Tank Craft #15: Chieftain
|Pen & Sword|
|$22.95 from Casemate|
64 pages, softcover, 200 illustrations
This book from Pen & Sword's series on military vehicles concentrates on the British Chieftain. This tank served in several armies during the Cold War period and is probably still in service with some.
Designed to combat the then new Soviet T-54, it was a natural progression from the previous Centurion. As the Soviets had designed a 120mm main gun, it was imperative that the next generation tank not only have an equivalent gun, but be able to handle the increased armor needed. To say that the tank had a fairly long gestation period would be about right as it wasn't ready for unit service until the mid 1960s and even then the initial Chieftain I was unfit for combat and used for training.
One of the innovations used in this tank was that the powder and shell were separate, similar to the way that naval rifles operated, This allowed more ammunition to be stored and also allowed the charge to be kept deeper in the tank body where it would be less likely to be hit in battle. The Chieftain went through multiple upgrades during its service life until replaced by the Challenger in 1983. Even then surplus hulls were used for armored recovery vehicles, bridge layers and other vehicle types.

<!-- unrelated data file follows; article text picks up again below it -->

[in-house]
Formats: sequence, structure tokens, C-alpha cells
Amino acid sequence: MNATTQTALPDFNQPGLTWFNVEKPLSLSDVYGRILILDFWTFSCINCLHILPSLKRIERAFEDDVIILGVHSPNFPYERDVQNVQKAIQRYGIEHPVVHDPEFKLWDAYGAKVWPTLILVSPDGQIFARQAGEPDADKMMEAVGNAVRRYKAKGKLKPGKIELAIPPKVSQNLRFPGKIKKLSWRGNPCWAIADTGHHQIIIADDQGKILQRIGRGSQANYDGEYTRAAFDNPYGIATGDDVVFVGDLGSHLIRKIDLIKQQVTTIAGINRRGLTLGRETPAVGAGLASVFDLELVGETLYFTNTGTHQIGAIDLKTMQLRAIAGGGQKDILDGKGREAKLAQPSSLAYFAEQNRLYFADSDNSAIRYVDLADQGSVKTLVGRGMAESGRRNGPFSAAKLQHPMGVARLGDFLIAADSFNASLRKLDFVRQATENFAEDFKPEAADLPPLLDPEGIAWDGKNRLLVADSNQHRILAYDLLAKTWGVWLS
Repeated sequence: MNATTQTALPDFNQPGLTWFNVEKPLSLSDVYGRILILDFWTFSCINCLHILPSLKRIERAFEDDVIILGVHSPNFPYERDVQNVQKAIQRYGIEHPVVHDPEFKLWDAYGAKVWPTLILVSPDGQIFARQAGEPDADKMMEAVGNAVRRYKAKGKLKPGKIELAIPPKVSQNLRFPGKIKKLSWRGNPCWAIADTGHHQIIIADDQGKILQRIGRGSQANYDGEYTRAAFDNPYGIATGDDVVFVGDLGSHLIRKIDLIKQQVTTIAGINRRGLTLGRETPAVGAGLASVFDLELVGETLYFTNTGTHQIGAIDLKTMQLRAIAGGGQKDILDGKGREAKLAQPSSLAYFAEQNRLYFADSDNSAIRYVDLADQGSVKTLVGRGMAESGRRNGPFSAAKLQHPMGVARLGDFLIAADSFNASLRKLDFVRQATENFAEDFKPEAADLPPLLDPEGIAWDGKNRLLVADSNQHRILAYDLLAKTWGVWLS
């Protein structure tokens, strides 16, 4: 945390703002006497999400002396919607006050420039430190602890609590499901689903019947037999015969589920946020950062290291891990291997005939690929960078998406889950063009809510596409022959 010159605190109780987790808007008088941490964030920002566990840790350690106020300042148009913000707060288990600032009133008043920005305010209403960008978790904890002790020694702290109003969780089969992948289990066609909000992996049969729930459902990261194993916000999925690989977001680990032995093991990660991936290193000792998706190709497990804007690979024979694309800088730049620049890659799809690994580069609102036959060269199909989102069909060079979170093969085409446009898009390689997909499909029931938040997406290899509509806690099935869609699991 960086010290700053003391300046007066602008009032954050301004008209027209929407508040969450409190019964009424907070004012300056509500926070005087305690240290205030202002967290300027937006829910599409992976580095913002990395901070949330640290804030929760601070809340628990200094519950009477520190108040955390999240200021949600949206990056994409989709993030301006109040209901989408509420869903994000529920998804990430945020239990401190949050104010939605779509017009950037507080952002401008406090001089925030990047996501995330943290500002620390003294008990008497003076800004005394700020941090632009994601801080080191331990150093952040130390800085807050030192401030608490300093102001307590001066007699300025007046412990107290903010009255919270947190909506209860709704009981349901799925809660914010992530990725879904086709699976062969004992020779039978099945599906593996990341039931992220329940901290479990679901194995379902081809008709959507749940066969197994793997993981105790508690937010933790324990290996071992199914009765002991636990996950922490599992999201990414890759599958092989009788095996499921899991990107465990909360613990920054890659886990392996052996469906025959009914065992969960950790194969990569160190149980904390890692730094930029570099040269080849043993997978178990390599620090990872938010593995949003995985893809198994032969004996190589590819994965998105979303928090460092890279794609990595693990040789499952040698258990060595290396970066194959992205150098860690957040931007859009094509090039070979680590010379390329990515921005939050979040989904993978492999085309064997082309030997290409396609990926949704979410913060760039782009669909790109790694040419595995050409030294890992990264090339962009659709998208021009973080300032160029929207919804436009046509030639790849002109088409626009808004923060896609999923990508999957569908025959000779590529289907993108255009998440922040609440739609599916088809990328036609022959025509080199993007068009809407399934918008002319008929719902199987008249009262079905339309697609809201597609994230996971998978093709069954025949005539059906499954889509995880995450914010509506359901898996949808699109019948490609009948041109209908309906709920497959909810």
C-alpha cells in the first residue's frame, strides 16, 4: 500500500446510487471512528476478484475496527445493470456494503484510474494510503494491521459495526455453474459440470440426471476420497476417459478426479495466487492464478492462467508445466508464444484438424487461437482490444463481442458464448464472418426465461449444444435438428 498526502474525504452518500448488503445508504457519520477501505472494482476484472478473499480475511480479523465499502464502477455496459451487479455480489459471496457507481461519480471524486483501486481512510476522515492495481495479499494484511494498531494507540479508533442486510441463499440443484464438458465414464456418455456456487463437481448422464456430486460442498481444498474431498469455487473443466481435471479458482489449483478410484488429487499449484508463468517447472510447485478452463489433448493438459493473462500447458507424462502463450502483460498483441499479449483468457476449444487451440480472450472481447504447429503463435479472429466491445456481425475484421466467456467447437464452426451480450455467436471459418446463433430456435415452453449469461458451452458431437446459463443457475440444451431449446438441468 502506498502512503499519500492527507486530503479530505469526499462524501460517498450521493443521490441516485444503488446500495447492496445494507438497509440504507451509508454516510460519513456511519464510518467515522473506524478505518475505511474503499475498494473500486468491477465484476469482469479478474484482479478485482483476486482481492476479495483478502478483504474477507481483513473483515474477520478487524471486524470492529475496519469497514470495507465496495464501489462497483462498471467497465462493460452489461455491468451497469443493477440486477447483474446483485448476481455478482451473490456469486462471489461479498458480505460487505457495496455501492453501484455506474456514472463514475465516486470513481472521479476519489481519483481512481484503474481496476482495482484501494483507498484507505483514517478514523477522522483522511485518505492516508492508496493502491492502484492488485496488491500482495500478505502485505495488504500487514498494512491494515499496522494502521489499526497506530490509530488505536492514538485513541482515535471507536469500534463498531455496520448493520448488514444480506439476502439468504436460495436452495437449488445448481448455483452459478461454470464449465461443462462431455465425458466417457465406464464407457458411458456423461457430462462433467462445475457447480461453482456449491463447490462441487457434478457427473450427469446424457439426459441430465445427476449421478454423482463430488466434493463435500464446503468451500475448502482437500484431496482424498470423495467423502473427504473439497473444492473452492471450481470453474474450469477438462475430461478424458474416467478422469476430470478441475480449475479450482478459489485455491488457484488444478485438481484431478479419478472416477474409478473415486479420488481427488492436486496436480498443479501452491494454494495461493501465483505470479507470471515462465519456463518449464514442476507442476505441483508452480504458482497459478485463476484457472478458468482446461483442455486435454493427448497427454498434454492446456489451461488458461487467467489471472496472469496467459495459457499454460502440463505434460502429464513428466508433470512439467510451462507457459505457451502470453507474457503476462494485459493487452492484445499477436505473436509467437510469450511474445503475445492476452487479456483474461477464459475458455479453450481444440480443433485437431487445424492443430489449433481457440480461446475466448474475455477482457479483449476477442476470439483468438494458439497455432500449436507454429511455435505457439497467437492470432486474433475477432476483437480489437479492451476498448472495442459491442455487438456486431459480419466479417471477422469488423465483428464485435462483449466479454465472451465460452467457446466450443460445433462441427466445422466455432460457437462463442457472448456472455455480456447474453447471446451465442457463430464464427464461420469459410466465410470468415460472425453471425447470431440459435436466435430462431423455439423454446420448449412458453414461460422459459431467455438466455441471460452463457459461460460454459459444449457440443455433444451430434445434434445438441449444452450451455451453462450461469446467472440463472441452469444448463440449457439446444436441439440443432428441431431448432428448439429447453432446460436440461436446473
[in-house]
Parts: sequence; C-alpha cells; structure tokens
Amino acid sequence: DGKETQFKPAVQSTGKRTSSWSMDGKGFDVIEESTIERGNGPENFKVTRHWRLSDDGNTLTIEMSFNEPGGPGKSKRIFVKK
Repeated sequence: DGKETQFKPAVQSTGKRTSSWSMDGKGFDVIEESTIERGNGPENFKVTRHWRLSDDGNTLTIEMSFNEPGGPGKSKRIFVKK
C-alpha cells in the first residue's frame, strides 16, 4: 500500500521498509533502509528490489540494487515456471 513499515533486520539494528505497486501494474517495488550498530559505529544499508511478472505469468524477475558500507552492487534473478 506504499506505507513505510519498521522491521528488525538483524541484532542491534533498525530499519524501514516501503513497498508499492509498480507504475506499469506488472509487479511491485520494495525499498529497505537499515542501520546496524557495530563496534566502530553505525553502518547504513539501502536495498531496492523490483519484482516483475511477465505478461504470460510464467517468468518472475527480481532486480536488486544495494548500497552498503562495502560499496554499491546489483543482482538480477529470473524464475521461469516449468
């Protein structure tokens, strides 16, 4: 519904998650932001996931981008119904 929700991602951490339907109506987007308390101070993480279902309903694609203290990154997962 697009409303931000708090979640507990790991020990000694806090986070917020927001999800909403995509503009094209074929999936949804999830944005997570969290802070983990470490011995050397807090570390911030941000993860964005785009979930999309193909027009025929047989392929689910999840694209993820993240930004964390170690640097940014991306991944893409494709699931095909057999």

Pretty much all of its foreign sales were in the middle east with Iran receiving over 900 examples until delivery stopped with the Islamic revolution. Iraq used tanks captured during the Iran/Iraq war and deliveries were also made to Kuwait, Oman, and Jordan. The only times it was used in battle were by Iran and Kuwait, the latter using them during the Iraqi invasion of 1989.
Since so few units operated the tank (compared to something like the M60), the historical section is not as large as in other volumes. However, its development is a bit more completely covered and a bit more detail is provided in the 'in action' portion of the book. You get some very nice four views of various camouflage schemes and the usual model build, kit and accessories section. Since the Chieftain has not gotten a lot of plastic pressed compared to other tanks, these latter sections are not as large as in other books, obviously.
The book is a welcome addition to the series and fans of British armor will definitely want this one.
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